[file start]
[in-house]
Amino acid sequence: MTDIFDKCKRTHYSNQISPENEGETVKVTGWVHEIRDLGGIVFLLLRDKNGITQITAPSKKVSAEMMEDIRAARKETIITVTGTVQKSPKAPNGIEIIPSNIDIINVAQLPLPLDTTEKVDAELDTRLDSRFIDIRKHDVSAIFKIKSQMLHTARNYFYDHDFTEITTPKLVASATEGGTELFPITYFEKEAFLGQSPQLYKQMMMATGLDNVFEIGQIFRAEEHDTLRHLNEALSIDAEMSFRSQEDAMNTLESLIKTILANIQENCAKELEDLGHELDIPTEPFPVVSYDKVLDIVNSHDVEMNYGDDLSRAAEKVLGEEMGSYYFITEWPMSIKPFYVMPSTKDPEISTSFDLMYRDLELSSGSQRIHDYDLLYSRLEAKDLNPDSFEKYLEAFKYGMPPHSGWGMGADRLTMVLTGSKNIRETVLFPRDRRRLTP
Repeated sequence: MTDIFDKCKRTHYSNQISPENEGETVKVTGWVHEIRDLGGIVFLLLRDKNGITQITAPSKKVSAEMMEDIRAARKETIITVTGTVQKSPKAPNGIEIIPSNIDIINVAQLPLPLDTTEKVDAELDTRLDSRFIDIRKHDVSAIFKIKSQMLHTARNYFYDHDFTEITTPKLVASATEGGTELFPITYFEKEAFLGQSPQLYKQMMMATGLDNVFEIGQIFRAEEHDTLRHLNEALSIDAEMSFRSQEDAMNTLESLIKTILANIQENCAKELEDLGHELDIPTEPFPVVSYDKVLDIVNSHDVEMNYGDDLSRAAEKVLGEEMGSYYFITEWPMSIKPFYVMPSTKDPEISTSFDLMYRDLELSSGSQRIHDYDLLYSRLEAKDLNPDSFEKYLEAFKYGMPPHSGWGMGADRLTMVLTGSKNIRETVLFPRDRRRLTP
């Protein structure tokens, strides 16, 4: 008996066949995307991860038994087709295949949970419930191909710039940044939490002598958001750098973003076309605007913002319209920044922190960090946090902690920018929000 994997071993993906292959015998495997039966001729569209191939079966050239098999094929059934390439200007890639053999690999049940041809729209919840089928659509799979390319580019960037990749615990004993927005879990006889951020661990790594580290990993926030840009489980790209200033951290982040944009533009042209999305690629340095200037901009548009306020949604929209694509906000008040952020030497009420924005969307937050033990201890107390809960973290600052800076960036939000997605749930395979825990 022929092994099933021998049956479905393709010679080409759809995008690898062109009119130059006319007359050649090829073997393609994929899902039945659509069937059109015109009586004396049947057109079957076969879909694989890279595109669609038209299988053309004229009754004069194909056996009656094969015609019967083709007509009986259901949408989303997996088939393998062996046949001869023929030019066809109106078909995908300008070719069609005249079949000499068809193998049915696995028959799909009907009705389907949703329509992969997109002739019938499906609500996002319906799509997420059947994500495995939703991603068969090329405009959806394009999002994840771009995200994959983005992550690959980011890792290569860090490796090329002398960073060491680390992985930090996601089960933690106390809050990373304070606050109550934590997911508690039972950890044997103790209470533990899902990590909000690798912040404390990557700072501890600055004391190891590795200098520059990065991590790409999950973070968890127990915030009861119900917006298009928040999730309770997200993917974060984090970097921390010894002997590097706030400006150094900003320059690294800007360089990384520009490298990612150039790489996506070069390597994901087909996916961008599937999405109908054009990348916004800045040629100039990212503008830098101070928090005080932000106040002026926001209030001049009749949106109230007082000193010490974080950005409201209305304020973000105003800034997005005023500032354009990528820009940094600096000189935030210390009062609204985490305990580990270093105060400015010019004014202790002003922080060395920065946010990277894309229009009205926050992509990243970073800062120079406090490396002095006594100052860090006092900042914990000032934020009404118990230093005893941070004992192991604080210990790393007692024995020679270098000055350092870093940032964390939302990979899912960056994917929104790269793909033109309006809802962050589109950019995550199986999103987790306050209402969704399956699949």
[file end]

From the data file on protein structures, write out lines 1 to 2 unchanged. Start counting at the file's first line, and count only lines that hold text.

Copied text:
[in-house]
Amino acid sequence: MTDIFDKCKRTHYSNQISPENEGETVKVTGWVHEIRDLGGIVFLLLRDKNGITQITAPSKKVSAEMMEDIRAARKETIITVTGTVQKSPKAPNGIEIIPSNIDIINVAQLPLPLDTTEKVDAELDTRLDSRFIDIRKHDVSAIFKIKSQMLHTARNYFYDHDFTEITTPKLVASATEGGTELFPITYFEKEAFLGQSPQLYKQMMMATGLDNVFEIGQIFRAEEHDTLRHLNEALSIDAEMSFRSQEDAMNTLESLIKTILANIQENCAKELEDLGHELDIPTEPFPVVSYDKVLDIVNSHDVEMNYGDDLSRAAEKVLGEEMGSYYFITEWPMSIKPFYVMPSTKDPEISTSFDLMYRDLELSSGSQRIHDYDLLYSRLEAKDLNPDSFEKYLEAFKYGMPPHSGWGMGADRLTMVLTGSKNIRETVLFPRDRRRLTP